Mainstreaming involves taking up gender equality perspectives as relevant in analysis, data collection, and other activities, to ensure that all processes take into account the contributions, priorities and needs of the entire stakeholder group, women as well as men. Attention to the goal of gender equality needs to be mainstreamed into research, analysis, policy development as well as operational activities. The Platform for Action (Beijing 1995) made it very clear that gender analysis is the first essential step in the mainstreaming strategy. Before any decisions are taken in any area of societal development an analysis should be made of the current responsibilities and contributions of both women and men and the potential impact of planned processes and activities on women and men respectively.

The first step required is an assessment of the linkages between gender equality and the issue or sector being worked on, that is, to identify the gender implications of working on, for example, poverty elimination, decision-making and power, enterprise development, and all other areas. This involves understanding why promotion of gender equality is important from a human rights/social justice perspective as well as for achievement of all other development goals. Secondly the opportunities for introducing gender perspectives need to be identified in the work-tasks undertaken. These opportunities or entry-points can be found in research and analysis, policy development, use of statistics, training events and workshops/conferences, as well as in planning and implementing projects and programmes. Thirdly an approach or methodology has to be identified for successfully incorporating gender perspectives into these work-tasks in a manner which facilitates influencing goals, strategies, resource allocation and outcomes. This could include, for example, giving attention to gender perspectives in terms or reference and job descriptions. Institutional development, in terms of developing guidelines, utilizing gender specialists, providing competence development for all personnel, etc., is also required to support gender mainstreaming.

It is important to emphasize that gender mainstreaming does not replace the need for targeted, women-specific policies and programmes. Mainstreaming and empowerment of women are complementary strategies. The mainstreaming strategy should always be implemented in a manner which facilitates empowerment of women.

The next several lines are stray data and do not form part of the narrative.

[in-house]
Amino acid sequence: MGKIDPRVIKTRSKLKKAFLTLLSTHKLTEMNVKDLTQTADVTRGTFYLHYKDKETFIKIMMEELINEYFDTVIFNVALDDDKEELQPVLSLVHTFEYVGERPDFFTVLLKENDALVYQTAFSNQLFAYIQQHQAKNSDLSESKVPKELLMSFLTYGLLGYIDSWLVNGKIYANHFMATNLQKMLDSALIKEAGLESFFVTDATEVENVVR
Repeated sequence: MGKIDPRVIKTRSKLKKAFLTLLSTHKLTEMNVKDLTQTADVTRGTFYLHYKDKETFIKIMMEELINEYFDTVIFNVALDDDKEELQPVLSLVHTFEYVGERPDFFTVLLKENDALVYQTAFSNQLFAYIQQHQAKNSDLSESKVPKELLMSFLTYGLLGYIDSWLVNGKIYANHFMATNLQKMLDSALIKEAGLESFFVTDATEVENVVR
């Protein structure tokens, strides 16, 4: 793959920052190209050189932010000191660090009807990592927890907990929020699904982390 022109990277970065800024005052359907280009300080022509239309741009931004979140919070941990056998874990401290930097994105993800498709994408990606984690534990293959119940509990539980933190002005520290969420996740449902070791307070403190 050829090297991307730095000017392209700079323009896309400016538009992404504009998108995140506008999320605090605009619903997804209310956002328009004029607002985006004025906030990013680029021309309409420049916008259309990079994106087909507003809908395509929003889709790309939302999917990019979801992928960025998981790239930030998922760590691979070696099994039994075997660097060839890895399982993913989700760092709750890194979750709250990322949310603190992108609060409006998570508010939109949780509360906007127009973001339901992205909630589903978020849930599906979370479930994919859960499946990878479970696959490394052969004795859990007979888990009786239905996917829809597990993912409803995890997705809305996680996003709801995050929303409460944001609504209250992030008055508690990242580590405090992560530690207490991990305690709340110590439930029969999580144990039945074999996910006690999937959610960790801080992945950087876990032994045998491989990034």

Responsibility for gender mainstreaming

Overall responsibility for implementing the mainstreaming strategy should rest at the highest levels within Governments and other organizations. Management levels should develop adequate accountability mechanisms for monitoring progress with mainstreaming. One means of ensuring accountability is to establish clear indicators of progress which can be monitored over time by management.

The Platform for Action and all subsequent intergovernmental mandates on gender mainstreaming have been very clear on the important role of non-governmental organizations and civil society. In the Political Declaration in the outcome document from the twenty-third special session of the General Assembly (Beijing +5), for example, it is clearly stated that Governments: "Recognize the role and contribution of civil society, in particular non-governmental organizations and women's organizations, in the implementation of the Beijing Declaration and Platform for Action, and encourage their participation in further implementation and assessment processes;" (para 5). Non-governmental organizations and civil society groups have a key role to play in advocating for gender mainstreaming at national and local levels and in holding their Governments accountable to international commitments.

The critical role of men, and the need for men to take joint responsibility with women for the promotion of gender equality, including through the gender mainstreaming strategy, has been increasingly emphasized in recent years.

I congratulate you on the initiative to foster greater dialogue on the gender mainstreaming strategy and wish you a very successful conference.

Thank you.


Focal Point for Women.

Gender Mainstreaming IANWGE Contact
Office of the Special Adviser on Gender Issues and Advancement of Women (OSAGI)
United Nations, Two United Nations Plaza,
44th St. 12th Floor, NY ,NY 10017
URL: http://www.un.org/osagi